- Evaluate and implement a Backup and Restore solution.
- Be in Control – Provide User Identification and Security solutions - mostly MS Windows User Identification and privileges management coupled with SSO like systems, where relevant.
- Include a Time Reference protection solution by MS Windows User Privileges management or Security Policy or alternative 3rd party solutions.
- Taking Care of the Audit Trail tracking solution - 3rd party solutions from fully automated software, to manual audit trail management using paper notebook.
- Make Sure Your Data is Secured – Use Data Security solution by MS Windows Folder Security and/or Security Policy and/or other alternative and complementary solutions.
In summary, our best practice approach is based on the foundations as listed following:
- Start with evaluation of the software already as part of vendor selection prior to Instrument/technology purchase, giving higher priority to a vendor or instrument supplied with a better Data Integrity compliance level.
- Plan in advance the complementary solutions required from the laboratory/corporate IT in order to achieve complete Data Integrity compliance during the software’s initial installation and configuration.
- Define and manage the routine activities that will guarantee continuous Data Integrity compliance.
- Evaluate periodically the guidance changes and update your Data Integrity approach in accordance with these changes.
- Evaluate periodically novel software solutions or advanced revisions for improved Data Integrity compliance, in aim to upgrade your systems, especially older systems without complete Data Integrity capabilities.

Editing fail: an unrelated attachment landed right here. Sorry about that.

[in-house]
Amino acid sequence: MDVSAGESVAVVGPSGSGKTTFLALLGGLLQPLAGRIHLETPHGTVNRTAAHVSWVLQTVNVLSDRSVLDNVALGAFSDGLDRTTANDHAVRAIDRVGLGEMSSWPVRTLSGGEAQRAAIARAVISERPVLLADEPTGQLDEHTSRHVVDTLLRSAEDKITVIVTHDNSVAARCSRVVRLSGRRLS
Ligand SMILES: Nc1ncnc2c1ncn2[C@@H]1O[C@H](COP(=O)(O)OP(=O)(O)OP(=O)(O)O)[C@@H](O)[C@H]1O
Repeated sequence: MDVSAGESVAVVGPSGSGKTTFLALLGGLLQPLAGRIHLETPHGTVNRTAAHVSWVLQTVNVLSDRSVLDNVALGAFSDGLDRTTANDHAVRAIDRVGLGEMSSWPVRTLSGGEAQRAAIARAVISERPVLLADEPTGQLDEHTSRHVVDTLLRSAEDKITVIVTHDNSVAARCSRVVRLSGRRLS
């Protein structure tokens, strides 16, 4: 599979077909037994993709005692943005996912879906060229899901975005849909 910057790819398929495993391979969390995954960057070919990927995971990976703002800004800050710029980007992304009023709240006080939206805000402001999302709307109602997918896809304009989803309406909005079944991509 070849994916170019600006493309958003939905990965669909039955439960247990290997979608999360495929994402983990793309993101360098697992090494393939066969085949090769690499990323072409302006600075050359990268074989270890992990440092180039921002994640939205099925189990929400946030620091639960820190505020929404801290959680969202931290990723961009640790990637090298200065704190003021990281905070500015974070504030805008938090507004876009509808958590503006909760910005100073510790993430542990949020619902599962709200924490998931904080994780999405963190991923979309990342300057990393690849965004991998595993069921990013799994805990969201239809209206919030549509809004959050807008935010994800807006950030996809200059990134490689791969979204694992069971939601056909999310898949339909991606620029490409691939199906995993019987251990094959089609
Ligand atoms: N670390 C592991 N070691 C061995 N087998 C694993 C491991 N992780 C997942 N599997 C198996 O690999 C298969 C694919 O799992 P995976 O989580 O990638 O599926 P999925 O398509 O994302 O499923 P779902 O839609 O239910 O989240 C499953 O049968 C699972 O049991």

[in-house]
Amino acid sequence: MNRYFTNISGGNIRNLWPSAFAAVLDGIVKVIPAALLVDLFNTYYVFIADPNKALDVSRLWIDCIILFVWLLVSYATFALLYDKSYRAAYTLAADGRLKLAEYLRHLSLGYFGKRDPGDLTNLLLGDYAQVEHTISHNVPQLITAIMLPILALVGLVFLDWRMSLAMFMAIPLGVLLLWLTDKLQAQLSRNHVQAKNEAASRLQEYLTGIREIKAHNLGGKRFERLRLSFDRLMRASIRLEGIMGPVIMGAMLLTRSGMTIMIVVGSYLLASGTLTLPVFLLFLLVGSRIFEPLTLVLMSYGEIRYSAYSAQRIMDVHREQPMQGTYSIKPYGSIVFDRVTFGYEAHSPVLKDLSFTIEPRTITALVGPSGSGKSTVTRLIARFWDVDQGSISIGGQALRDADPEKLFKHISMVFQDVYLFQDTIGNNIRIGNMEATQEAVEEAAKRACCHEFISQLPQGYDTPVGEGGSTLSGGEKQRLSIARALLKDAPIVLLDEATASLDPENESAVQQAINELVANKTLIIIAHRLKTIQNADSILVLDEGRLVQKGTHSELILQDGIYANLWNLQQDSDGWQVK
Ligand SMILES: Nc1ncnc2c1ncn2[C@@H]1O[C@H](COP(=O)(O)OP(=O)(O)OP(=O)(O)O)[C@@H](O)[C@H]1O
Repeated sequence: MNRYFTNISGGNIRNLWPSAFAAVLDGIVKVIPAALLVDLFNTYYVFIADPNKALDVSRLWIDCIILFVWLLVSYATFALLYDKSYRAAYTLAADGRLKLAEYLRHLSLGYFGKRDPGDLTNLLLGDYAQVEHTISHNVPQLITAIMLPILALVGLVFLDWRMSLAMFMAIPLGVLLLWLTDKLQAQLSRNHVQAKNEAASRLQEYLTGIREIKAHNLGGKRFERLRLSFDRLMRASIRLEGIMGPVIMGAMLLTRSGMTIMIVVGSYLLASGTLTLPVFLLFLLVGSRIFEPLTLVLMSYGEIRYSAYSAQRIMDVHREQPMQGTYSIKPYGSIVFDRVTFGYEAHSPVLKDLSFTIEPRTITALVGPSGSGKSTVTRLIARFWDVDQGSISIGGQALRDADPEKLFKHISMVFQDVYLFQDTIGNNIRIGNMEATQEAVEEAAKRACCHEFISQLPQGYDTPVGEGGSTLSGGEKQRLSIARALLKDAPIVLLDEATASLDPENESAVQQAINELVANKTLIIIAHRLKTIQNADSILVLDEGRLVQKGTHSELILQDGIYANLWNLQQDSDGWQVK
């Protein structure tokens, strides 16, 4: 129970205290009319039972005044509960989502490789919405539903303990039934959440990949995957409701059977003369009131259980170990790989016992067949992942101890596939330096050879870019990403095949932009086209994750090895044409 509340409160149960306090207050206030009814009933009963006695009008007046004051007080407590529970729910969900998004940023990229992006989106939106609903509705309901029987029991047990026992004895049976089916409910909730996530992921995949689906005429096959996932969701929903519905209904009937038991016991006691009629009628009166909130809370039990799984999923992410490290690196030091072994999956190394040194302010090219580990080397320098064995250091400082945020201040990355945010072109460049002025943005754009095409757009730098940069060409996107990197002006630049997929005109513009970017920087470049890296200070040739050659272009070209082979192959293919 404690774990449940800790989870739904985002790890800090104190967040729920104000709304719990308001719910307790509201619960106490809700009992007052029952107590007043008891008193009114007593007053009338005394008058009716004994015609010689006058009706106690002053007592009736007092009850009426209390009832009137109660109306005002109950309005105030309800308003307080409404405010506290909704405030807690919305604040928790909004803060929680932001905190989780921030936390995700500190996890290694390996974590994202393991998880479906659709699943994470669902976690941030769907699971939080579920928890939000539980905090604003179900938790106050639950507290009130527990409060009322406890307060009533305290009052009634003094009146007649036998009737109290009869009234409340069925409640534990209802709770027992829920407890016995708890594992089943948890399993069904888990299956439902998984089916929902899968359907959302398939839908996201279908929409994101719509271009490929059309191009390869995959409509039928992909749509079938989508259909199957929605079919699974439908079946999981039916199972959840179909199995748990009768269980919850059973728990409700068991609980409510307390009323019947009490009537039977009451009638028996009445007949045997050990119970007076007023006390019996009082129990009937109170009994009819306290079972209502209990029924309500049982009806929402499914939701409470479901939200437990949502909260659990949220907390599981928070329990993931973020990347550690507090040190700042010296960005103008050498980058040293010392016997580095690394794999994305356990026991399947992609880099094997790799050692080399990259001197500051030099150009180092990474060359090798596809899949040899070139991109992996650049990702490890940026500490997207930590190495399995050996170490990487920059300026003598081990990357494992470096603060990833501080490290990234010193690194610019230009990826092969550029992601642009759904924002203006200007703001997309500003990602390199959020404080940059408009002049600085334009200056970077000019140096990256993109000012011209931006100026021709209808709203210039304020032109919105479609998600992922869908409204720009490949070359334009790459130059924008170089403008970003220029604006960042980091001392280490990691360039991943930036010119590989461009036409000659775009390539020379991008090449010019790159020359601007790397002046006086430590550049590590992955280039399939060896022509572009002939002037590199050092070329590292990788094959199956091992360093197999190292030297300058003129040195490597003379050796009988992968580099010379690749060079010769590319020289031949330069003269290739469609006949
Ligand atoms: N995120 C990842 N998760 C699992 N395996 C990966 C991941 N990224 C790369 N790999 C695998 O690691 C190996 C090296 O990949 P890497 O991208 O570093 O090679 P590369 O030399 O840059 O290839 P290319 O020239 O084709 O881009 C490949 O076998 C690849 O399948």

In conclusion, TAPI R&D has a high awareness and familiarity with data integrity guidelines and continuously invests significant resources to lead in compliance with the requirements of our laboratories, starting from the R&D stage of a product’s lifecycle. The Israeli R&D team is leading this activity from discovery of the approach, implementation, continuous improvement and implementation in all the TAPI R&D sites, and to share and consolidate this approach with other TEVA units.
We sure this strategy gives higher value to our customers by delivering high quality products. And in light of the complicated and strict guidance requirements, it might be a valuable differentiation of TAPI from other players in our industry.
This article is provided as courtesy only, and should not be considered in any way as legal, regulatory or otherwise professional advice. You should seek appropriate professional counsel for your own situation and requirements.
About the author
Rahamin Aminov – is an expert in laboratory computerized systems at TAPI R&D in Israel. In this role, he is integrating chemical and an informatics knowledge for the effective definition of the laboratories’ needs, as well as communicating with IT units, finding the best solutions, and managing actual implementations. Rahamin has a rich experience in analytical R&D from previous roles as a researcher and team leader.